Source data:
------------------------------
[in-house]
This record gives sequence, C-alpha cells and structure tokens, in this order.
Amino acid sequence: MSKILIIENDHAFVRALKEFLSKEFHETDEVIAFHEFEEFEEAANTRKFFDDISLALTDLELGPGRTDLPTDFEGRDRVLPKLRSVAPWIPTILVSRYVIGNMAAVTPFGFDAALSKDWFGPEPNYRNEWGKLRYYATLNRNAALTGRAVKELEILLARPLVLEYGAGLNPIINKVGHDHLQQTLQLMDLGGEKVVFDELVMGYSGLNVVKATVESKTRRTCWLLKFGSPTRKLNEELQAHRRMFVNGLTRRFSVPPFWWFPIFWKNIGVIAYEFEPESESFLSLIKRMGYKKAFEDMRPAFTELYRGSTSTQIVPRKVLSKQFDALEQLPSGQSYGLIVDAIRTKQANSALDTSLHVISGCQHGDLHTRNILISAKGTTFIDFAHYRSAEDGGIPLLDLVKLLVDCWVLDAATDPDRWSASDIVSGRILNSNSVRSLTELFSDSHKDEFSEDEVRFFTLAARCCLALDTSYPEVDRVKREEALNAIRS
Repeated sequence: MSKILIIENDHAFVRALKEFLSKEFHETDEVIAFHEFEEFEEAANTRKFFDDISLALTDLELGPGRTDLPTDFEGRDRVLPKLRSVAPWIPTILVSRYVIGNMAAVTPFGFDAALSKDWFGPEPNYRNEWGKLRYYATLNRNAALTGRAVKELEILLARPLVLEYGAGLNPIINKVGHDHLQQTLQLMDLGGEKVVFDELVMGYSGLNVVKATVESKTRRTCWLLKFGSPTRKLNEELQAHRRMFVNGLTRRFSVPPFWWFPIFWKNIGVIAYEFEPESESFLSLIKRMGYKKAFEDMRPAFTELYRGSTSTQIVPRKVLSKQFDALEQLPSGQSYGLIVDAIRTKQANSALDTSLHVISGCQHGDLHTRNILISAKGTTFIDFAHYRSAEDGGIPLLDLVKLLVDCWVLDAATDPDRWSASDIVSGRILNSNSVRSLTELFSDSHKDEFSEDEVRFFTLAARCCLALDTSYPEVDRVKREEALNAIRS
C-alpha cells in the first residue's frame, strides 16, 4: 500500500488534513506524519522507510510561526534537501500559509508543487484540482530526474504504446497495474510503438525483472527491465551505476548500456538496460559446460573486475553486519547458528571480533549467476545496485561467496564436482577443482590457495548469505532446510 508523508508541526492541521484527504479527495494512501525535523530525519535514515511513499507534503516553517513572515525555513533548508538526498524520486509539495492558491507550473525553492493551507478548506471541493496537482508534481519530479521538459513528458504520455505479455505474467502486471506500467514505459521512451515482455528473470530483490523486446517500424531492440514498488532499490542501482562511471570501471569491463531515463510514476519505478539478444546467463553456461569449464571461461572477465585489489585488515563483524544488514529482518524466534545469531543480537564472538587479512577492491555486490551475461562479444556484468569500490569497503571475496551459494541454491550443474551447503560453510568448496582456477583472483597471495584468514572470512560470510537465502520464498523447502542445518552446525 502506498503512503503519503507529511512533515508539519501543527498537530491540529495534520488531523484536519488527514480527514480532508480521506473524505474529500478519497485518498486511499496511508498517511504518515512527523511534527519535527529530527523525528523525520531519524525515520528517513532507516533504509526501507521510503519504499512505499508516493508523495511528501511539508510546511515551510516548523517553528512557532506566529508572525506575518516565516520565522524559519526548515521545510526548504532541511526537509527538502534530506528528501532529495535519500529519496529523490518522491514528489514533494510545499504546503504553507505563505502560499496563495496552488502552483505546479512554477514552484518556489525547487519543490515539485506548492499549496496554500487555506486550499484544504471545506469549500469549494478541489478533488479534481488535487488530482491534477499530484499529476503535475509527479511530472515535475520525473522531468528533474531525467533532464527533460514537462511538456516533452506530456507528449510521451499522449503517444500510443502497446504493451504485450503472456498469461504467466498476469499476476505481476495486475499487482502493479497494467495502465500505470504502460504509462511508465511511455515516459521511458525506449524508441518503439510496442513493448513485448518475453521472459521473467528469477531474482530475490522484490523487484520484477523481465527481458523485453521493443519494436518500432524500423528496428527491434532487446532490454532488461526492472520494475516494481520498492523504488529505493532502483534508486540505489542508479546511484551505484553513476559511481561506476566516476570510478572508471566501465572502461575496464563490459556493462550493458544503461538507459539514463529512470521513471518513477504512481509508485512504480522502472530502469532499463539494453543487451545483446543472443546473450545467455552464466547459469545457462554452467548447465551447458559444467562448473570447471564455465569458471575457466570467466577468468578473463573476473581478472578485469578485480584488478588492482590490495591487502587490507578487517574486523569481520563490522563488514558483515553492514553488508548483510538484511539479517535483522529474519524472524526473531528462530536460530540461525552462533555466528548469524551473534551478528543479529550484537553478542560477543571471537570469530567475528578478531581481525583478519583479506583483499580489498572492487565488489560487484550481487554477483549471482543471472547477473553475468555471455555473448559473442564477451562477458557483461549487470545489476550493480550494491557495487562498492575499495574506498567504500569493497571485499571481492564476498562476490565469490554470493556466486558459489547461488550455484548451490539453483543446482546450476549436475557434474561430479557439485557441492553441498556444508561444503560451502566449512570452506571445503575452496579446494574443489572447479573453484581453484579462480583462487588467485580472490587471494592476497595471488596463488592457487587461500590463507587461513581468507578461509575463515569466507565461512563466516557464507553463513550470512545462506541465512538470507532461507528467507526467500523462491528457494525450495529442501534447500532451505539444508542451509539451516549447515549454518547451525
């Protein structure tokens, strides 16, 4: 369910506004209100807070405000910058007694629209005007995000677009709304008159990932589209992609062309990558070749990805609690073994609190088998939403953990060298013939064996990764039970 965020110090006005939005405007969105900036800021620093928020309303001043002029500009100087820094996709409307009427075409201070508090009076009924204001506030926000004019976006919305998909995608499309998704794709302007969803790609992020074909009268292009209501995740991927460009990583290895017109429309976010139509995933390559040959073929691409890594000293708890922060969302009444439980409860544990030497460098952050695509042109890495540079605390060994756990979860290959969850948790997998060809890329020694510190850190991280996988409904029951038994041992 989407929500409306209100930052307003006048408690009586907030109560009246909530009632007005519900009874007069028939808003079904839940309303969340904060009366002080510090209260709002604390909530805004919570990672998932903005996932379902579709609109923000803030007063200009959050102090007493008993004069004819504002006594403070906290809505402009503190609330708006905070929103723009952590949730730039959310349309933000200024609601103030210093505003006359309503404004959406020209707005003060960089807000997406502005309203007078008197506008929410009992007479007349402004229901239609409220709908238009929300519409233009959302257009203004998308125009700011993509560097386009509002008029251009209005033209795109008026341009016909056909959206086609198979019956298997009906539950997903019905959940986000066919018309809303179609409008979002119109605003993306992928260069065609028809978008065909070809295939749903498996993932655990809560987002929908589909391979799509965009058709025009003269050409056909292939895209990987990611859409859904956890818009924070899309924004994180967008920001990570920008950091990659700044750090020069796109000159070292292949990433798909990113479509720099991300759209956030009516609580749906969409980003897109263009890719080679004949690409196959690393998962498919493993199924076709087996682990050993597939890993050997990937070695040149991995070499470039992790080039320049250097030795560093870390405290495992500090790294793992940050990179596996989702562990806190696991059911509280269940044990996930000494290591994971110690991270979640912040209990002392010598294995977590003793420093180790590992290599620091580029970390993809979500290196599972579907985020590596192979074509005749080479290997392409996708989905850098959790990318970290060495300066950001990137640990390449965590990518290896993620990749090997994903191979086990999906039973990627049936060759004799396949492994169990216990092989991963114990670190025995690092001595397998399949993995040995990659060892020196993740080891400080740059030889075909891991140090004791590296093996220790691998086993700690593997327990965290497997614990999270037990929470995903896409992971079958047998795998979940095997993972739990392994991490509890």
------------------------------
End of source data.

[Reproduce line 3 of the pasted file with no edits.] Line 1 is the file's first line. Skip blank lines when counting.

Amino acid sequence: MSKILIIENDHAFVRALKEFLSKEFHETDEVIAFHEFEEFEEAANTRKFFDDISLALTDLELGPGRTDLPTDFEGRDRVLPKLRSVAPWIPTILVSRYVIGNMAAVTPFGFDAALSKDWFGPEPNYRNEWGKLRYYATLNRNAALTGRAVKELEILLARPLVLEYGAGLNPIINKVGHDHLQQTLQLMDLGGEKVVFDELVMGYSGLNVVKATVESKTRRTCWLLKFGSPTRKLNEELQAHRRMFVNGLTRRFSVPPFWWFPIFWKNIGVIAYEFEPESESFLSLIKRMGYKKAFEDMRPAFTELYRGSTSTQIVPRKVLSKQFDALEQLPSGQSYGLIVDAIRTKQANSALDTSLHVISGCQHGDLHTRNILISAKGTTFIDFAHYRSAEDGGIPLLDLVKLLVDCWVLDAATDPDRWSASDIVSGRILNSNSVRSLTELFSDSHKDEFSEDEVRFFTLAARCCLALDTSYPEVDRVKREEALNAIRS